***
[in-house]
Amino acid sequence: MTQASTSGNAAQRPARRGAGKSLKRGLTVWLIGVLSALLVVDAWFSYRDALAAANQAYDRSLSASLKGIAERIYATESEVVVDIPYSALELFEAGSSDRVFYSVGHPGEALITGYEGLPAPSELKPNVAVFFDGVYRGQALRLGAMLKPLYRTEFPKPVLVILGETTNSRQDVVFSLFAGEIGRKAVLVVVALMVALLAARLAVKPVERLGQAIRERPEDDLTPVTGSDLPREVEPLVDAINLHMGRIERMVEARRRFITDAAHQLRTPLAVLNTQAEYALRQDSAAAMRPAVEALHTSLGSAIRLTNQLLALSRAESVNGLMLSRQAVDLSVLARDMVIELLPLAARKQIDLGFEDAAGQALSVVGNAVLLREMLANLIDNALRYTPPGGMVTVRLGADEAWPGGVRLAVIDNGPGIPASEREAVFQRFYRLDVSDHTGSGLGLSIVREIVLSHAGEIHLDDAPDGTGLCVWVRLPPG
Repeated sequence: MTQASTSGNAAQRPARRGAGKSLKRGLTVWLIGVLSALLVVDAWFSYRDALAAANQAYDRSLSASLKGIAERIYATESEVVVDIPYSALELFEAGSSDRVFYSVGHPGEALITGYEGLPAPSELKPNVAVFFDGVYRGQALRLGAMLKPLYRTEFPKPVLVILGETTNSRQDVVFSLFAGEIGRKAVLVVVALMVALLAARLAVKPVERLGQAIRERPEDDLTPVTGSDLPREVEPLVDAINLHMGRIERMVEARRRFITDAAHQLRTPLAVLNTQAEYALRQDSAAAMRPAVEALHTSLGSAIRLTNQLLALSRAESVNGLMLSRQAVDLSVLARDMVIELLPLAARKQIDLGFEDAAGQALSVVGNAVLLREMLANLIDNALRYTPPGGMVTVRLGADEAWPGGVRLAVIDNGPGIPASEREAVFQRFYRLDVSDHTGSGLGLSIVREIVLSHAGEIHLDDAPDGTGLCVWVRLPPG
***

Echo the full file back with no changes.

[in-house]
Amino acid sequence: MTQASTSGNAAQRPARRGAGKSLKRGLTVWLIGVLSALLVVDAWFSYRDALAAANQAYDRSLSASLKGIAERIYATESEVVVDIPYSALELFEAGSSDRVFYSVGHPGEALITGYEGLPAPSELKPNVAVFFDGVYRGQALRLGAMLKPLYRTEFPKPVLVILGETTNSRQDVVFSLFAGEIGRKAVLVVVALMVALLAARLAVKPVERLGQAIRERPEDDLTPVTGSDLPREVEPLVDAINLHMGRIERMVEARRRFITDAAHQLRTPLAVLNTQAEYALRQDSAAAMRPAVEALHTSLGSAIRLTNQLLALSRAESVNGLMLSRQAVDLSVLARDMVIELLPLAARKQIDLGFEDAAGQALSVVGNAVLLREMLANLIDNALRYTPPGGMVTVRLGADEAWPGGVRLAVIDNGPGIPASEREAVFQRFYRLDVSDHTGSGLGLSIVREIVLSHAGEIHLDDAPDGTGLCVWVRLPPG
Repeated sequence: MTQASTSGNAAQRPARRGAGKSLKRGLTVWLIGVLSALLVVDAWFSYRDALAAANQAYDRSLSASLKGIAERIYATESEVVVDIPYSALELFEAGSSDRVFYSVGHPGEALITGYEGLPAPSELKPNVAVFFDGVYRGQALRLGAMLKPLYRTEFPKPVLVILGETTNSRQDVVFSLFAGEIGRKAVLVVVALMVALLAARLAVKPVERLGQAIRERPEDDLTPVTGSDLPREVEPLVDAINLHMGRIERMVEARRRFITDAAHQLRTPLAVLNTQAEYALRQDSAAAMRPAVEALHTSLGSAIRLTNQLLALSRAESVNGLMLSRQAVDLSVLARDMVIELLPLAARKQIDLGFEDAAGQALSVVGNAVLLREMLANLIDNALRYTPPGGMVTVRLGADEAWPGGVRLAVIDNGPGIPASEREAVFQRFYRLDVSDHTGSGLGLSIVREIVLSHAGEIHLDDAPDGTGLCVWVRLPPG